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I’m Not Vegan (and Neither are You)

The one thing that running/jogging does for me is allow me time to think. It is time I can get away from the lure of the computer, cell phone, the responsibilities of keeping a house, maintaining a property or other life’s duties. Running is “me time” and the random things that come to my mind have frequently become posts on our running blog, See Jain Run.

As I ran on the shoulder of the road the one day I came upon a patch of motor oil that I hopped over to avoid. I avoided it mainly not knowing if I might slip in it and my quick reaction made me chuckle. I had acted as though I was avoiding stepping into dog waste or onto a dead animal or something dangerous. My free associating then took me to, “Well you wouldn’t want to step in oil, you are vegan and the dinosaurs died for that you know.”

That really got me thinking; no one in our modern day society is really vegan then. Anyone who uses fossil fuels, directly or indirectly can’t call themselves vegan. I mean I don’t drive, never have but I take the bus. So what if I choose only to ride my bike? What about my bike tires? Running shoes? Sure they might not have leather uppers but what about the plastics they are made out of?

Think about pre-packaged foods. Those seaweed snacks that come on those non-resealable plastic bags with a plastic tie so they don’t get crushed and a desiccant so they don’t dry out can not be good for the environment. I don’t live anywhere near seaweed so they had to be produced and shipped from quite a distance. Many vegans eat Sabra hummus as a staple, even packing the small prepackaged containers in their family’s lunch boxes. A lot of places aren’t set up for recycling those plastics and if they are how many people bring them home to recycle?

I think being a caring role model in life that is mindful and does a greater service to the earth and all living things than being a strict vegan who is obnoxious. Those who lead by sincere examples in their own lives have a stronger positive influence than those who stuff images of brutalized animals into peoples faces (at vegetarian festivals for Goddess-sake). Eat local and don’t shove it in other’s faces. I can think of some thoughtful life-long hunters who are more mindful and have a better impact on this planet than so many of the Johnny-come-lately-vegan-for-a-year individuals who set bad examples and waste so much of the planets resources in pre-packged nibbles.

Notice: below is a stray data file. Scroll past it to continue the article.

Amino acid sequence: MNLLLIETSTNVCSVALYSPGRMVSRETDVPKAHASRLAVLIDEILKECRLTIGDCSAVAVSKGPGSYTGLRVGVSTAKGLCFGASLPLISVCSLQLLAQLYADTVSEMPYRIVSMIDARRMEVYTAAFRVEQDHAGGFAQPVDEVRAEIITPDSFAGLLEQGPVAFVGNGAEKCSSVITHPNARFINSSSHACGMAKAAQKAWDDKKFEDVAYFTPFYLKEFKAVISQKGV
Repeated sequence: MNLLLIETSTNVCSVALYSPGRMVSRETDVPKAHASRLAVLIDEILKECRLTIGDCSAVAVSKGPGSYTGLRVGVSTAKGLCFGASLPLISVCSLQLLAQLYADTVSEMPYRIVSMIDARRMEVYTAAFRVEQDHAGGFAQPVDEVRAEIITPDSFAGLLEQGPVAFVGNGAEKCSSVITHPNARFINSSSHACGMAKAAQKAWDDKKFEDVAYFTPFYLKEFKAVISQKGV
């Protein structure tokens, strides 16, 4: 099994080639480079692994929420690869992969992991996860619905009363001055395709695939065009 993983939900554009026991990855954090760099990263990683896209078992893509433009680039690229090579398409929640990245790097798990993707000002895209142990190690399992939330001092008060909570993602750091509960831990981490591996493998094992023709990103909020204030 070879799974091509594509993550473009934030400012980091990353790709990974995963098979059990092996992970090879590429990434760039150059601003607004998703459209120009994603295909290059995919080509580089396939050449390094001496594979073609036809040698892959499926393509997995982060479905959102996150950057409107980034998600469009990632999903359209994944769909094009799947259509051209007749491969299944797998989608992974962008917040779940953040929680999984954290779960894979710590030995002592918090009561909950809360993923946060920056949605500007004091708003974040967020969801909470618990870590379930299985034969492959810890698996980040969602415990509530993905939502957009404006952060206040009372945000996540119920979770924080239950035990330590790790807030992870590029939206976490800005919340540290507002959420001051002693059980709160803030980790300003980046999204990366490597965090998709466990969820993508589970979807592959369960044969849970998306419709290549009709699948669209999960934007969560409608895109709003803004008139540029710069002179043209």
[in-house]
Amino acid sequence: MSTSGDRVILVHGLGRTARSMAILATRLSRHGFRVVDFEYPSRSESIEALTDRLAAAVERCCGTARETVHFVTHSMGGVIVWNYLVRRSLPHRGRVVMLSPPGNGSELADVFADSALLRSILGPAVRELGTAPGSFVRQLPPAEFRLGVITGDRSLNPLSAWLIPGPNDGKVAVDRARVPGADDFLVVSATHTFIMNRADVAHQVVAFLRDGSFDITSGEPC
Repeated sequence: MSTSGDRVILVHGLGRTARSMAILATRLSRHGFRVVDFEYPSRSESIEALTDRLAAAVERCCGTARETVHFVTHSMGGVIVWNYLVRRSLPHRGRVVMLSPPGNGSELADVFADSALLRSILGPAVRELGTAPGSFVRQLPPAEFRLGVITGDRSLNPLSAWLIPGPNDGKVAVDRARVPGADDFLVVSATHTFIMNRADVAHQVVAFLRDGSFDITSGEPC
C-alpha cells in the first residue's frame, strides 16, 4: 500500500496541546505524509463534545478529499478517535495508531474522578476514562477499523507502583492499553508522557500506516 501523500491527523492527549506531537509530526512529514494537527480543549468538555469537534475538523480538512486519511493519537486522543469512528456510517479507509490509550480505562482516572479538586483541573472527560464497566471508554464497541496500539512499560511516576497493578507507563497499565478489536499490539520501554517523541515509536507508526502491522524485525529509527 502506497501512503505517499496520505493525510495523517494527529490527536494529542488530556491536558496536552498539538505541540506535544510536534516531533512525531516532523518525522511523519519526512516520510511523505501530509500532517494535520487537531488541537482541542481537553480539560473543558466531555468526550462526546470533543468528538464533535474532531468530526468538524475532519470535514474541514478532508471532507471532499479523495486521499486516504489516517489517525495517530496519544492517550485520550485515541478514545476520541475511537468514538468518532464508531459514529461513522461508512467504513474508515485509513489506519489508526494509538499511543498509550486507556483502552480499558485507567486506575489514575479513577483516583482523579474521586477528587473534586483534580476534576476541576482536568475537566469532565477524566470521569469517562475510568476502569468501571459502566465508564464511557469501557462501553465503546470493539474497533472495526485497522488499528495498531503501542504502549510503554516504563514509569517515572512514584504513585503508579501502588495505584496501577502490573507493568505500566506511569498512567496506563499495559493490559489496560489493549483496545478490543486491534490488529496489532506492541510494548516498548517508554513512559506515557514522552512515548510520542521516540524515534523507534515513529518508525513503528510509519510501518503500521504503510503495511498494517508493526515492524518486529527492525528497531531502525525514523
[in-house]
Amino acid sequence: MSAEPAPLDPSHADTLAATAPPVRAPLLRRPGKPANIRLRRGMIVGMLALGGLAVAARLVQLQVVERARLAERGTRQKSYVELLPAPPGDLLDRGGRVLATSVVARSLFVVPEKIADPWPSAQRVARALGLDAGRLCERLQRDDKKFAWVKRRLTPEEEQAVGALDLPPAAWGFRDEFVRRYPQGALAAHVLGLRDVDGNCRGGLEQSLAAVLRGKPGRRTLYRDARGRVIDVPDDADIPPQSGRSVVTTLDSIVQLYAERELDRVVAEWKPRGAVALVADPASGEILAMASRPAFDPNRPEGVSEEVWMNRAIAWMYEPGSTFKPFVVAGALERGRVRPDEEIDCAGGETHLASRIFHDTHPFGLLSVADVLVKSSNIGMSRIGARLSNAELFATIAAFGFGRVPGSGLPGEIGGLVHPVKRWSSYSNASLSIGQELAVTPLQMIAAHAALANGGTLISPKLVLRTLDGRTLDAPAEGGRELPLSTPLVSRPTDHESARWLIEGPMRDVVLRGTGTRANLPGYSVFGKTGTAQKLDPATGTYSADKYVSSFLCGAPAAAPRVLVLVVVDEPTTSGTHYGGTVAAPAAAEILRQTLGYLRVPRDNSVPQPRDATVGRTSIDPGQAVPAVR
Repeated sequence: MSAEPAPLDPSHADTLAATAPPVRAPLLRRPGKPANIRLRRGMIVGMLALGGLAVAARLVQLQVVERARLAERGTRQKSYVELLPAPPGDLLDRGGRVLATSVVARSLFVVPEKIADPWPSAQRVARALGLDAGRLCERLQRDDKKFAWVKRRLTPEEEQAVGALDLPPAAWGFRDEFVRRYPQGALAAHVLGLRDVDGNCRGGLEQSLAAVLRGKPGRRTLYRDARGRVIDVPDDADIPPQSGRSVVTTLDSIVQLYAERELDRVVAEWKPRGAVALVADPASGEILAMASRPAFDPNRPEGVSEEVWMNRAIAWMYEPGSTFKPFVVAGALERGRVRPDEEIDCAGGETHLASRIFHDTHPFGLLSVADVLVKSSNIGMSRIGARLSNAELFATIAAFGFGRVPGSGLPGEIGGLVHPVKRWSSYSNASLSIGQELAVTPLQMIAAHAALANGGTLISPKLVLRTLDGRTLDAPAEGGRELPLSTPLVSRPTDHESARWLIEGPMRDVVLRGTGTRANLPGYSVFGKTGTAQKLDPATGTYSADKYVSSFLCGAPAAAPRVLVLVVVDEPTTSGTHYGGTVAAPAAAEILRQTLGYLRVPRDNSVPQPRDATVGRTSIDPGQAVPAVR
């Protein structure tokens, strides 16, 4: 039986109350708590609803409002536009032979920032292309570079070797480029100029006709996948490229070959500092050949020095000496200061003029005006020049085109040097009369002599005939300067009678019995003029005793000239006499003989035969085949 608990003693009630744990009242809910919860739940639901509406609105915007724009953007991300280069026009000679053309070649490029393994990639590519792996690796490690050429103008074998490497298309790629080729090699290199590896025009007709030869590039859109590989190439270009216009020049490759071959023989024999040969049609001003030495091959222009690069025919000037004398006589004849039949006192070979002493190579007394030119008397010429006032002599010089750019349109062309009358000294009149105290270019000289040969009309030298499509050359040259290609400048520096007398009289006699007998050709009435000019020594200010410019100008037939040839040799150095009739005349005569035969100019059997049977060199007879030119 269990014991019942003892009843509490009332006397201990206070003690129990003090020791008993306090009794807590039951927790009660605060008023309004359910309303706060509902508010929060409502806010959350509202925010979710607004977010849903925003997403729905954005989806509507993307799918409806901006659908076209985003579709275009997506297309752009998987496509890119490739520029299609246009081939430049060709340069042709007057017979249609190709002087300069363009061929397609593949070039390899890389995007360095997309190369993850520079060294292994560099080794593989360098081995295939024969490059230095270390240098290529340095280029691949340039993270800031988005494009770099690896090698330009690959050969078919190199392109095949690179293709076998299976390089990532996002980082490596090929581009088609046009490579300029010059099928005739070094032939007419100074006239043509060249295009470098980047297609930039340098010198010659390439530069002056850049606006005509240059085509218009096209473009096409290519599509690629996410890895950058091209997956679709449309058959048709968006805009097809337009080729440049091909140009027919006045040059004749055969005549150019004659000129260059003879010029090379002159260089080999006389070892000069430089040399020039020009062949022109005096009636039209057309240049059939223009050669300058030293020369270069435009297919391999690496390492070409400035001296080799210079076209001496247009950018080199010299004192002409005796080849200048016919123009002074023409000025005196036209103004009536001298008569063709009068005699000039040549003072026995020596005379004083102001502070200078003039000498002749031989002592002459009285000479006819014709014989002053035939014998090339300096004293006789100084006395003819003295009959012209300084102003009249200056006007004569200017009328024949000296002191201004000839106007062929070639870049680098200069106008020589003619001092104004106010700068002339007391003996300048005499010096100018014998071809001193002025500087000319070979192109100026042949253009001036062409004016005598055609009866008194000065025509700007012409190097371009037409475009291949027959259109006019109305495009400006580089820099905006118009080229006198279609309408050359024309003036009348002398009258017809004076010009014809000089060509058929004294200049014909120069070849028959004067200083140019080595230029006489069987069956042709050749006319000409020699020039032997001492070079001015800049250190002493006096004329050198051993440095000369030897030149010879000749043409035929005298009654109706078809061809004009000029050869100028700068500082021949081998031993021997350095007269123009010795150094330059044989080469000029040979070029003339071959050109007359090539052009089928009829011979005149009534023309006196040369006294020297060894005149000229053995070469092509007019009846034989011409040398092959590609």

I can tell you this through my own personal experiences, people have to be open to ideas to accept them so why not share what is important in a thoughtful way. Education is important but having a vegan potluck following movies that “educate” about animal brutality or ill health and gruesome imagery is so unthoughtful. My failures were on a much less graphic scale but they did touch people in negative ways. I sat with factory farming brochures and all I got were arguments. I asked family members not to give our young son hunting or fishing themed toys and clothes as gifts and alienated many of them. A gift is a gift, I didn’t have to be obnoxious.

Nothing about this has a positive impact.

Nothing about this has a positive impact.

Being mindful is key in my opinion. I have had more influence and the positive ripples have gone much farther just by leading a mindful vegan life. I have had people tell me that they had never met such a pleasant vegan before in their lives because I didn’t look down on them nor preach to them about my life choices. They ask me if it ok to order meat in front of me and who am I to tell them not? I was an ominvore – vegetarian once too. Having someone tell me that a head of lettuce might scream when it gets eaten is just as cruel as ranting about the plight of calves raised for veal and de-beaked chickens. All that ever got me was arguments and teasing and changed me from a confidant young woman into an introvert for living what I believed was an ethical way.

Being “tolerant” is also no way to be; live with genuine compassion and acceptance. If there are cruel, harsh or imposing individuals around you, excuse yourself. You don’t need to have your buttons pushed to make you feel like you have to hop on (or off) any bandwagon. You don’t have to defend what is or isn’t on your supper plate and you don’t have to go hug the living animals that were saved from being eaten. Talk about awkward. Just eat your yams and help muck out a stall later. Photos at animal sanctuaries are pure self promotion (why do you think they are called “selfies”).

It’s no wonder so many of the chefs on popular cooking shows “hate vegans.” I am tired of making trouble in other people’s homes or restaurants so I eat before I go usually. Yes, that means that there is dealing with not eating when others are but the only other option is the rude “bring your own” food. Like someone’s cooking won’t be good enough.

The next time you hear of someone leading a one wo/man mission trying to draw attention to raise awareness or money, ask yourself if it is really benefiting the larger cause. Attention seeking brings negative attention too. Live by example, give to your favorite charity, don’t wear animal products and don’t advertise it. Most of all, don’t go for a run.

So, yes, I am still vegan – or not, depending on if you ask the dinosaurs or the bug I swallowed while running.

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